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HACK
#99
Access SOAP Web Services from Excel
If your spreadsheet needs to access constantly updated data, or if you need to access services hosted on another computer, Excel's Web Services support will enable you to get connected
[Discuss (7) | Link to this hack]

SOAP-based Web Services have been a key part of Microsoft's plans for .NET, as well as a common feature of toolkits from other vendors. SOAP (the acronym doesn't mean anything) is a protocol that uses XML to transmit information between systems. In the case you'll explore here, it's used to call procedures and return values. A companion specification, Web Service Definition Language (WSDL), describes Web Services so that applications can connect to them easily. Microsoft's Web Services Reference Tool can take a WSDL file and generate VBA code your application can use to access SOAP-based web services.

TIP

This hack uses Excel features that are available only in Excel XP and Excel 2003 on Windows. Earlier versions of Excel do not support this, and neither do current or announced Macintosh versions of Excel.

Making this work requires downloading the Office Web Services Toolkit. As its location has changed a few times, it's easiest to go to http://www.microsoft.com/downloads/search.aspx and search for "Office Web Services Toolkit". Separate versions are available for Office XP and Office 2003. You'll need to install this toolkit, using the directions that come with it, before proceeding with this hack.

Once you've installed the toolkit, you can start connecting your spreadsheet to web services. To get to the Web Service References Tool (its name inside of Excel), you'll need to select Tools → Macro → Visual Basic Editor. On the Tools menu of the VBE, you'll find Web Services References.... Selecting this brings up the dialog box shown in .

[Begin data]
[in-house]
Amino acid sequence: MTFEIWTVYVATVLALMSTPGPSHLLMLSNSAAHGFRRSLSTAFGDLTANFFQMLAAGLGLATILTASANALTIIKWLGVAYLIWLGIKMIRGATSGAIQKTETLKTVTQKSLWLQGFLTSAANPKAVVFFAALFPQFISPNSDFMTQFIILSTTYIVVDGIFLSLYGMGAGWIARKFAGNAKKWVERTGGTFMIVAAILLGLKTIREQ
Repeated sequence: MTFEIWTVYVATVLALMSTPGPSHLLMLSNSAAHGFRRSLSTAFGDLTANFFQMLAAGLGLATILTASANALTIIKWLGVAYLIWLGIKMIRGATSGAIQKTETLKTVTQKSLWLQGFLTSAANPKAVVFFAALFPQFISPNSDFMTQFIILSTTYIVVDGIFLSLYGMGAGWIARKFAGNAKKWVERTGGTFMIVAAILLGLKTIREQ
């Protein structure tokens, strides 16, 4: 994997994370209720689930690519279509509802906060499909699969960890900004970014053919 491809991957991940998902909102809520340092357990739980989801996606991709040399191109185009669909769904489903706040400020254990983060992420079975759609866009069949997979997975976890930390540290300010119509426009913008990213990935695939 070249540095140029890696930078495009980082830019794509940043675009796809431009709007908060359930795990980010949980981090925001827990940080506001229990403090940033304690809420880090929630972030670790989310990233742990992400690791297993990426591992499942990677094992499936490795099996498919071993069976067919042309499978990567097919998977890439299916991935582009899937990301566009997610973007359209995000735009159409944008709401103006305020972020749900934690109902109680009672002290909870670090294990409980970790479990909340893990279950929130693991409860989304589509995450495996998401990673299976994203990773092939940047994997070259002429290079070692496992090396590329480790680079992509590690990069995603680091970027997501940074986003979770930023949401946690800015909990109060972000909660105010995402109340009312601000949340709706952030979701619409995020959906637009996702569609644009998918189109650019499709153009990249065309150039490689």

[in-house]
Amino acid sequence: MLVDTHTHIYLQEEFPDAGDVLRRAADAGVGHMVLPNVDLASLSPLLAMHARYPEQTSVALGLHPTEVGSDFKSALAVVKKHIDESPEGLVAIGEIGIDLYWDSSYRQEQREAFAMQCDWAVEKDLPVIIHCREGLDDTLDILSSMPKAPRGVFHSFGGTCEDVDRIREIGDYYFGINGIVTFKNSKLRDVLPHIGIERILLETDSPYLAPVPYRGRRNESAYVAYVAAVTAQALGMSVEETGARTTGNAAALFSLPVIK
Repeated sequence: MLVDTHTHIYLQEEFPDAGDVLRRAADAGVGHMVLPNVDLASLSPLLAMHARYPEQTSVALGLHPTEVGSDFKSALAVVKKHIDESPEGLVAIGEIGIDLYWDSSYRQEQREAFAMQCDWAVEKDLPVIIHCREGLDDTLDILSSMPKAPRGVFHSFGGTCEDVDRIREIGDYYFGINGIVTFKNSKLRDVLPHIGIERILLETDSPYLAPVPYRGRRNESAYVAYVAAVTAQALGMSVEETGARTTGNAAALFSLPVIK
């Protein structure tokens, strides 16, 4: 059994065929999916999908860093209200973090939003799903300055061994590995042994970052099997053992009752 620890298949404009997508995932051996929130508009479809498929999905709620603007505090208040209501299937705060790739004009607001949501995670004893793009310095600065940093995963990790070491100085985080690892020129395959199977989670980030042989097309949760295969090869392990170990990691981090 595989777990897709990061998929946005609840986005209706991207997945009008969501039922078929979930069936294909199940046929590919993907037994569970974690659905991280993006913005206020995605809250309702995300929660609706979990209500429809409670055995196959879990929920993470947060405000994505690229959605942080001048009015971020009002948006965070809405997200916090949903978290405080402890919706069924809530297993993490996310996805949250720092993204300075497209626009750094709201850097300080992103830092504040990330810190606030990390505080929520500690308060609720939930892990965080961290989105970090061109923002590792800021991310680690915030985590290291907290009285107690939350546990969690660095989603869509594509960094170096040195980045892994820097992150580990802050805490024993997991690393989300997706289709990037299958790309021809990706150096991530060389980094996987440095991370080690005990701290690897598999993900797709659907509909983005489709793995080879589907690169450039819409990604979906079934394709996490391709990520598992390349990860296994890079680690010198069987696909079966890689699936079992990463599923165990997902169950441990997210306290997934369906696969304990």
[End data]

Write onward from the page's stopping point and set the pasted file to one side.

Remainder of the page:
Figure 1. The Microsoft Office Web Services Toolkit in action

You can use the search features in the top left of this dialog to find services through Microsoft's Universal Discovery, Description and Integration (UDDI) service, or you can enter a URL for the WSDL file at the lower left. You can find a listing of public services at http://xmethods.net/, though you should definitely test to make sure the services still work before you integrate them with your spreadsheets. Many services also require license keys and sometimes license payments, but for this example you'll use one that is available for free. It returns the IP address for a given domain name.

Start by telling Excel which service you want to use—in this case, http://www.cosme.nu/services/dns.php?wsdl. Enter that value in the URL: box at the bottom left and click Search. A search result of dns will appear in the top right, as shown in . Check the box to its left.

Figure 2. Telling the Web Services Toolkit to generate code for a web service

Clicking the Add button will make Excel generate VBA code for the service, as shown in .

Figure 3. VBA code generated by the Web Services Toolkit for accessing the dns service